Admittedly, I was once unsure about interracial dating. These days my views have mellowed and my opposition is - well - not so staunch anymore. Let's face it, in life we all have things that bother us one way or the other.
Let me be clear that my views towards interracial dating did not arrive from an overtly racial position. I am not one of those types who think that black is best so damn the rest. No, that cannot be attributed as the justification for my once held views.
Having migrated to the United Kingdom, I would say that my thoughts on interracial dating were shaped there. There I was, thrown into this great experiment called multiculturalism. Being from an island where we mingled with people of different cultures, we recognised the presence of others but we more or less got on with our lives. In the UK however, multiculturalism and its real or imagined virtues were constantly being celebrated or berated by the media. I suppose I too fell in with the debate as my graduating theses back in 2001 was about the very same multiculturalism issue.
In the United Kingdom, I became increasingly aware that there was a prevalence of interracial couples and it was even more so somewhat of a feature on many television programmes. Of course, everyone is free to date anyone of their choice I agree, but for my part and taking into consideration Britain's less than admirable treatment of its black minority, I became disturbed by what I thought at the time to be the dilution' of the black race in Britain. The prevalence was mainly Black men dating outside of their race and as many black women whom I have had this discussion with would ask, "Are black women not good enough?" Was there a silent verdict being signalled to black women with the increase of their men dating outside?
To compound the myriad of issues in this area, what I further witnessed were interracial couples producing offspring some of who often denounced being called black. Many of them described themselves as mixed race'.
By no means am I saying that there is anything wrong with them saying they are mixed race because in reality that is what they are! But the debates and discussions I was hearing seemed to be taking it to an entirely different level where mixed race' seemed to want to be identified as an entirely new race. Who was responsible for this? Was it the media? Parents? Who exactly?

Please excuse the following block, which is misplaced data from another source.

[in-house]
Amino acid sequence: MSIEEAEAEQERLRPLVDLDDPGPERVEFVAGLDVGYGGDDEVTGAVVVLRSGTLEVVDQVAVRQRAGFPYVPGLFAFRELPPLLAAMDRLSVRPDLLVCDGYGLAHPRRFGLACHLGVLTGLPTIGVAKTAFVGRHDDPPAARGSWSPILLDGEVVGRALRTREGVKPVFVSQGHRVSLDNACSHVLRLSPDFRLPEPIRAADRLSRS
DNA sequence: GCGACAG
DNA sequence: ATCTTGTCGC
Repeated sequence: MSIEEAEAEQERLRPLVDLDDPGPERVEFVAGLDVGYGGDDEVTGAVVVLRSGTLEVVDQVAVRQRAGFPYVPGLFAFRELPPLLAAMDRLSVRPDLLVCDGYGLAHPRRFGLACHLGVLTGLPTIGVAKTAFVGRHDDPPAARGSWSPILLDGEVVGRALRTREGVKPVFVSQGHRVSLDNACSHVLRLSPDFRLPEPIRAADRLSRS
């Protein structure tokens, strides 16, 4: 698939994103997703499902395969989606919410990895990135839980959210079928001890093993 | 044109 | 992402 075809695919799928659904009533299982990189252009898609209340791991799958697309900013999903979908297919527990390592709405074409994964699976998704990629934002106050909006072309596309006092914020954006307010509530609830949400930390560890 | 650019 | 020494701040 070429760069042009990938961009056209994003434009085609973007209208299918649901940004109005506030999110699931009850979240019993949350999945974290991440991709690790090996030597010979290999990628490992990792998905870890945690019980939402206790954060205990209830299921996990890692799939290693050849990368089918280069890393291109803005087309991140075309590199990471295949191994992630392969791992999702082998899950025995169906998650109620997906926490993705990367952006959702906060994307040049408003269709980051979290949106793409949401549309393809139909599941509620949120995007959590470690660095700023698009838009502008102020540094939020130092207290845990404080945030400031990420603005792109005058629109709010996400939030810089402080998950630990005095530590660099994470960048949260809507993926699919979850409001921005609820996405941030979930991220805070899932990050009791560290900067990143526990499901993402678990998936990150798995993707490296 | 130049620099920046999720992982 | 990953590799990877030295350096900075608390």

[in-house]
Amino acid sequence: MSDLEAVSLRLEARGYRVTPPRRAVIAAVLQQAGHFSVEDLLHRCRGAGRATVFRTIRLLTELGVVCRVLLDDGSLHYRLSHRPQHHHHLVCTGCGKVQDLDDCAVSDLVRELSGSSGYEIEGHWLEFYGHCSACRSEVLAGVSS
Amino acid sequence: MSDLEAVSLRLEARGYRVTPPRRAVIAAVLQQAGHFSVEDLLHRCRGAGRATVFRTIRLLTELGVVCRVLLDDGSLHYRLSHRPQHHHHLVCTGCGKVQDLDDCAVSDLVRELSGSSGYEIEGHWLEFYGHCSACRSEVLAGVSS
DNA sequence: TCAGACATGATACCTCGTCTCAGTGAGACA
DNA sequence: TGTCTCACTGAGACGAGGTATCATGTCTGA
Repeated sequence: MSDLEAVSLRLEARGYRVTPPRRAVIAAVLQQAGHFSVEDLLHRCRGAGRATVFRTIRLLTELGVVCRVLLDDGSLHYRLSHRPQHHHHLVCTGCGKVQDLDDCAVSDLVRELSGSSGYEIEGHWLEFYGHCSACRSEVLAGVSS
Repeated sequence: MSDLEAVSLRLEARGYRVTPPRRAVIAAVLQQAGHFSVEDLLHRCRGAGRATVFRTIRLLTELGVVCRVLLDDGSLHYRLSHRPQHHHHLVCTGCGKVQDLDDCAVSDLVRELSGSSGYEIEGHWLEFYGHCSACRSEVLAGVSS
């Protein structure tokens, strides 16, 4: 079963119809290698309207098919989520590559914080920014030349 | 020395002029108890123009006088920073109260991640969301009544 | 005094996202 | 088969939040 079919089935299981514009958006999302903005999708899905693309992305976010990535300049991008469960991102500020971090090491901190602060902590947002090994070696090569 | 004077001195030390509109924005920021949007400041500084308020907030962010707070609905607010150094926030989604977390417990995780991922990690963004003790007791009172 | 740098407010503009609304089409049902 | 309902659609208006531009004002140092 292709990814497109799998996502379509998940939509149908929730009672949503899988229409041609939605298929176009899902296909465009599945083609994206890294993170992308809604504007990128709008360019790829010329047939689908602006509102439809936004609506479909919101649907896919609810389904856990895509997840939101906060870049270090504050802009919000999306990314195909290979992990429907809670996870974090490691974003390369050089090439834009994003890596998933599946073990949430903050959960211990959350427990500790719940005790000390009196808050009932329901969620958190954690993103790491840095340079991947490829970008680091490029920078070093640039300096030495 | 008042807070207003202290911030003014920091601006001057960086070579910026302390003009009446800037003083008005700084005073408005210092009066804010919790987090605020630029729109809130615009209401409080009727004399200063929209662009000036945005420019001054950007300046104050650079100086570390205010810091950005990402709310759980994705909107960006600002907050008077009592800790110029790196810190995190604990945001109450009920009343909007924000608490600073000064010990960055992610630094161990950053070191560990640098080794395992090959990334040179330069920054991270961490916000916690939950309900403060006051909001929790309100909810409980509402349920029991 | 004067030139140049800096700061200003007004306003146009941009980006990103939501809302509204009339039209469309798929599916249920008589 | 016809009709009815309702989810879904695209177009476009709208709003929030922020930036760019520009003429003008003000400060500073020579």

After spending some time trying to understand where this new race' was coming from, it appeared to me that most of what the media in the UK was putting out were images of interracial couples. In most prime time programmes, this was the more often than not featured image. Then on the other side, black families shown were often depicted as being dysfunctional, wrought with problems. These images bothered me immensely. I was convinced there was a sinister media plot to psychologically degenerate the black community in Britain.
What made this even more relevant was the huge contrast that I saw over in America. The USA does have its racial troubles that are all too well documented but it would be hard to contest that there were not more positive portrayals of Black people via the media.
Having traveled extensively to North America, what I often saw in the media were black couples who were shown to be successful or at least stable with both parents working to provide for their families. Also the jobs they had were not your usually associated sports or music related jobs. Those are admirable in their own right but American television, more than what I ever witnessed in Britain, showed black people in positions of power and influence; as politicians, military commanders, doctors, lawyers, journalists, stock traders and the list goes on. Black families on many American programmes also often showed two black couples and even though they did have their share of normal family problems, the disconnect was not as blatant as in the UK media. For instance, in the UK, many times I wondered why a popular show like Eastenders could not find a more successful depiction of a black family than those storylines they have been pursuing.
I would suppose part of the obvious difference can be explained when looking at media ownership in the UK as compared to the USA. Unlike the UK, across the pond, there are vibrant and successful black owned media houses that show the best of what black people in their communities have to offer. Organisations such as BET, Ebony and Essence are all great examples of black owned institutions that celebrate black culture and achievement without waiting for mainstream media's acceptance.
My position, as I said previously, towards the entire idea of interracial dating has changed from that time when I first encountered it en masse. I have many people whom I consider to be firm friends who are in interracial relationships and are very happy. Also, I think that tempers have cooled and the debate on multiculturalism in the UK has lost some of the steam it once had. So now, acceptance and tolerance have greatly improved from what they once were. I still do believe however that their is a huge media divide between the UK and North America in the portrayal of black couples and families.
Showing interracial couples is fine by me but I also think there needs to be a much better representation of successful black families and couples in the British media to show that such relationships do function well.
Photo Credit To Cheap Thrills
Jeevan Robinson is Editor-in-Chief of MNI Alive. He can be reached at firstname.lastname@example.org